Sims et al. examine the mechanisms protecting the highly repetitive ribosomal DNA from double-strand break formation and homologous repair during meiosis. https://doi.org/10.1105/tpc.19.00367
Background: Meiosis is a specialized cell division in sexually reproducing organisms, where one round of DNA replication is followed by two cell divisions. This generates gametes with half the genetic content. Importantly, genetic information recombines during meiosis, leading to novel trait combinations. To accomplish this, the cell’s sophisticated protein machinery introduces DNA double-strand breaks (DSBs) across the genome—these DSBs then initiate homologous recombination (HR), a mode of DNA repair that allows the broken DNA ends to engage with undamaged templates on other chromosomes. This works well in most genomic regions, but becomes problematic in repetitive regions, where HR may engage with any of the available repeat sequences. This could lead to unequal distribution or loss of repetitive elements—a particular problem for repetitive DNA sequences with essential functions, like the rDNA, which produces the RNA subunits of ribosomes. The number of rDNA genes needs to be maintained in a tight, organism-specific window over many generations and therefore, unequal recombination or gene loss could damage the organism.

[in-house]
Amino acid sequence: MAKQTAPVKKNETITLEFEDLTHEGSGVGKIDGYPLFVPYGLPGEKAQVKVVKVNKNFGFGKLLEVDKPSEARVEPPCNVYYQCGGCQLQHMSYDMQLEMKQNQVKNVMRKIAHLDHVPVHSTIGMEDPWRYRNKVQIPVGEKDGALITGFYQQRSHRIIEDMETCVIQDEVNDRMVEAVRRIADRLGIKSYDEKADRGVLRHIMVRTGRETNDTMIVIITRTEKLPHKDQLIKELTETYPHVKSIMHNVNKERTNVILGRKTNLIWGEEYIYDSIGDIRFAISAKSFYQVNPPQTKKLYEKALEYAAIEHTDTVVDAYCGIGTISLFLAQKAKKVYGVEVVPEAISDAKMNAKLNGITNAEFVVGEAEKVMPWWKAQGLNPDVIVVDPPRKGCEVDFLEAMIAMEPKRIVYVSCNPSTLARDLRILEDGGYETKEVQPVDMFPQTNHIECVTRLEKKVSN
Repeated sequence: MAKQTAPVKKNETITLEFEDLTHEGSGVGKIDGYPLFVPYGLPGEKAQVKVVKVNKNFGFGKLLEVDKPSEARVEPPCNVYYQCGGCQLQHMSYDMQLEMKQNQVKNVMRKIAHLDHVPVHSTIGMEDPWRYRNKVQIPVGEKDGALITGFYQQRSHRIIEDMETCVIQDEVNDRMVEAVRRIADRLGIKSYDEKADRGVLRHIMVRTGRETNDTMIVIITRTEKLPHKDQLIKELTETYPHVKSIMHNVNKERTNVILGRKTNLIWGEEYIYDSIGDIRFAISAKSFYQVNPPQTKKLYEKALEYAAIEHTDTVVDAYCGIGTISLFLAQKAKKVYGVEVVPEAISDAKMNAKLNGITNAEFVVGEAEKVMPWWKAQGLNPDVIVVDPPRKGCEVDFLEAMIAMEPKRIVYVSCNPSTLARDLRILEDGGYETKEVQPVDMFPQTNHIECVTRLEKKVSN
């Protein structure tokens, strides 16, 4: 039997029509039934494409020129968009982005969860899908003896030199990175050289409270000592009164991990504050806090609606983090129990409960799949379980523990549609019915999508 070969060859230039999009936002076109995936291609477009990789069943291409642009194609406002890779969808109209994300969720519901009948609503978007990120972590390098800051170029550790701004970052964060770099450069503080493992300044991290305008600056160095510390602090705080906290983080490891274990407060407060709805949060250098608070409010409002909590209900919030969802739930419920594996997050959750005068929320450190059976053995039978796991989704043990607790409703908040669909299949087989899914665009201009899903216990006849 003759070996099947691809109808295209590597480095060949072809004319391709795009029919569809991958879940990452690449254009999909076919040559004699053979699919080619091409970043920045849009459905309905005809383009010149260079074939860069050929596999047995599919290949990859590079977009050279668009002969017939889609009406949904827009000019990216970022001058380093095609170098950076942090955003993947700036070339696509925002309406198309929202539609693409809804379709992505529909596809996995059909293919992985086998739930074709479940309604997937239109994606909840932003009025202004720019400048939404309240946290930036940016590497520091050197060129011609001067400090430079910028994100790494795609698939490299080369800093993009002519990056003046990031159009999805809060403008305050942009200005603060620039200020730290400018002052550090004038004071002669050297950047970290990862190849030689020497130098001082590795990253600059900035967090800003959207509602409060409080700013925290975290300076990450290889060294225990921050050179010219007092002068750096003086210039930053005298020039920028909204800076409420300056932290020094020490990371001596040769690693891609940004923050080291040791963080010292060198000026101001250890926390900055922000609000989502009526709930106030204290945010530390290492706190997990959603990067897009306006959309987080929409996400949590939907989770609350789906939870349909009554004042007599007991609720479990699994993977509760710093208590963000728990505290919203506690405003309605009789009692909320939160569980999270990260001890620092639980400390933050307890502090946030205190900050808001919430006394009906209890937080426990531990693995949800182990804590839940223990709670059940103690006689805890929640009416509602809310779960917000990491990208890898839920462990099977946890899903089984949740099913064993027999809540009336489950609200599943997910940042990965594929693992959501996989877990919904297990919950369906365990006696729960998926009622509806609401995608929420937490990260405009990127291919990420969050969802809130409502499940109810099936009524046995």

Question: What protects the rDNA genes from meiotic DSB formation and HR?
Findings: Using the model plant Arabidopsis thaliana, we demonstrate that all rDNA repeats become transcriptionally active and are recruited into the nucleolus early in meiosis. The nucleolus is a sub-nuclear structure that houses a sub-fraction of rDNA repeats in somatic cells and is the place of rRNA gene transcription and ribosome subunit assembly. This meiotic recruitment shields the rDNA from acquiring canonical meiotic chromatin modifications, meiotic cohesin and meiosis-specific DSBs. DNA lesions within the rDNA are repaired by non-homologous end joining (NHEJ) maintaining rDNA integrity during meiosis. This is the first time that NHEJ is shown to have an active role during meiosis.
Next Steps: In our initial study, we used an engineered a single rDNA repeat to measure its effect on meiotic recombination frequencies. In the future we aim to analyze the endogenous rDNA clusters. To perform such analysis, we are currently sequencing the repetitive rDNA clusters, which are to date still terra incognita.
Jason Sims, Gregory P. Copenhaver and Peter Schlögelhofer (2019) Meiotic DNA Repair in the Nucleolus Employs a Non-homologous End Joining Mechanism. Plant Cell. https://doi.org/10.1105/tpc.19.00367
Key words: meiosis, recombination, ribosomal DNA.